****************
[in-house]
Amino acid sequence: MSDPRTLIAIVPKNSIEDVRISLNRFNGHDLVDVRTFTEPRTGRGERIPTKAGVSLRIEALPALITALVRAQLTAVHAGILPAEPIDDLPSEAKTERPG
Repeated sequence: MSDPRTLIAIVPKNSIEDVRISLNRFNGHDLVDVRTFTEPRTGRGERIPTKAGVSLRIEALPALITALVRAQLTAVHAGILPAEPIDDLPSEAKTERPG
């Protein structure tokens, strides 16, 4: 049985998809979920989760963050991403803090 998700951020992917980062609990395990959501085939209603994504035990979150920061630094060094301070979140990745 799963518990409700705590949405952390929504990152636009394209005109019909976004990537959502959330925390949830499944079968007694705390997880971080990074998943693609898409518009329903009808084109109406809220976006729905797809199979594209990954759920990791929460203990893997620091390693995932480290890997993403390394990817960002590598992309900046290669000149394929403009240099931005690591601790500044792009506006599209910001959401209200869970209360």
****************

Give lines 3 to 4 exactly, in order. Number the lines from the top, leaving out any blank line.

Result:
Repeated sequence: MSDPRTLIAIVPKNSIEDVRISLNRFNGHDLVDVRTFTEPRTGRGERIPTKAGVSLRIEALPALITALVRAQLTAVHAGILPAEPIDDLPSEAKTERPG
């Protein structure tokens, strides 16, 4: 049985998809979920989760963050991403803090 998700951020992917980062609990395990959501085939209603994504035990979150920061630094060094301070979140990745 799963518990409700705590949405952390929504990152636009394209005109019909976004990537959502959330925390949830499944079968007694705390997880971080990074998943693609898409518009329903009808084109109406809220976006729905797809199979594209990954759920990791929460203990893997620091390693995932480290890997993403390394990817960002590598992309900046290669000149394929403009240099931005690591601790500044792009506006599209910001959401209200869970209360």